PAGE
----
It was a busy first day for Schenectady's new acting mayor, Gary McCarthy. He got a very early start to his day as he visited city employees. YNN's Sabina Kuriakose has the details.
SCHENECTADY, N.Y. -- Acting Mayor Gary McCarthy stepped into the city's top job Monday. The Democrat and City Council president took the reins from now former Mayor Brian Stratton, who left to head the state's Canal Corporation.
"People seem to be very supportive of me," McCarthy said. "I'm excited about it and look forward to this opportunity to serve the city in a somewhat different capacity."
As his first order of business, McCarthy held a midnight meeting with police to discuss the leadership transition. McCarthy said the zero tolerance policy for officers caught on the wrong side of the law established under Stratton will continue under his watch.
"You're seeing the department police itself," he said. "You never had Schenectady police officers arresting Schenectady police officers."
McCarthy said it's time now to reestablish trust between the people and police.
"Now I believe that the focus has to shift on the actual delivery of service. That the police are out there, they're making the arrests, they're doing the proactive things in the neighborhood which create that sense of stability and safety," he said.
McCarthy continued his meet and greet agenda with early-morning visits with city sanitation and public works employees.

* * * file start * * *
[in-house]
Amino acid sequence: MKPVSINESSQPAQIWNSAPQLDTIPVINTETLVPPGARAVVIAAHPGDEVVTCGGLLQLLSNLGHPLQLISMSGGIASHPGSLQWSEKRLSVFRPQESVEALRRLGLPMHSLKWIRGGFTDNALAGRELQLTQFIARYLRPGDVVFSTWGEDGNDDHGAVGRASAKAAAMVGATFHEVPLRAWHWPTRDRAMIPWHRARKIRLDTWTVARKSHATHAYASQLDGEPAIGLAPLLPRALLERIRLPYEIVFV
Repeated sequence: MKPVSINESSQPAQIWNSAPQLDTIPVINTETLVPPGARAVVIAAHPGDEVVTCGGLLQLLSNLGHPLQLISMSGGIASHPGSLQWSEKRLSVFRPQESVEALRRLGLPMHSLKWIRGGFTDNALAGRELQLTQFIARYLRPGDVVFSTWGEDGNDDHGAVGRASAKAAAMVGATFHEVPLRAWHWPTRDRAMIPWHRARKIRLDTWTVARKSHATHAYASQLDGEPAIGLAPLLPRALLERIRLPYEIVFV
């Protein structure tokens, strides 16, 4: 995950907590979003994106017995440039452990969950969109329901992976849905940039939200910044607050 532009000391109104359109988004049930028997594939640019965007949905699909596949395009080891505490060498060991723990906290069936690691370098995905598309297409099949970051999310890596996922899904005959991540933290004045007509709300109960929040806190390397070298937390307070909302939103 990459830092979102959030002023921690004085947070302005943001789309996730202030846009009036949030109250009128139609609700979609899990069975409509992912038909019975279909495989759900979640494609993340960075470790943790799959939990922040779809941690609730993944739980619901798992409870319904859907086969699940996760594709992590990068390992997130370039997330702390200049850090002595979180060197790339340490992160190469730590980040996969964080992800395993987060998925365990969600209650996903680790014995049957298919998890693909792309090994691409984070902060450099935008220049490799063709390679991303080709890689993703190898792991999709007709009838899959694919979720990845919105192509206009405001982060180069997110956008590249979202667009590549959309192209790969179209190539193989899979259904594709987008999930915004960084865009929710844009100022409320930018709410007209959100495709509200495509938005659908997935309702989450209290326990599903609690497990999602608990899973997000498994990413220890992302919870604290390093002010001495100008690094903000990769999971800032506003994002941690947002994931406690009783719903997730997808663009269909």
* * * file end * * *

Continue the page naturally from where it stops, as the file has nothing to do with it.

The new mayor said at the top of his agenda is the city's difficult financial situation, even as funding cuts loom from the federal government. McCarthy said tough decisions will have to be made, and he wants everyone, from city officials to workers to the people, to participate. Though lowering taxes is a hot button topic, McCarthy said everyone will need to sacrifice, including himself.
"We are under significant fiscal pressures that will rival the difficult budget year that we went through last year," said McCarthy. "I'm going to set an example and expect other city employees and department heads to follow that. I'm not going to have a car. I'm not going to increase those expenses. We're going to do things in most cost effective way we can."
And so far, McCarthy's message seems welcome, at least among these city employees.
"Seems like a standup guy, so give him a chance," said a sanitation employee.
"Absolutely, and I think most people would feel the same way," said Schenectady DPW employee Mike Cordeiro when asked if he'd vote for McCarthy in the fall. "But let's see how the rest of the year goes."
McCarthy said he'll be meeting with his advisors on April 26 and will then announce whether he intends on running for mayor in the fall.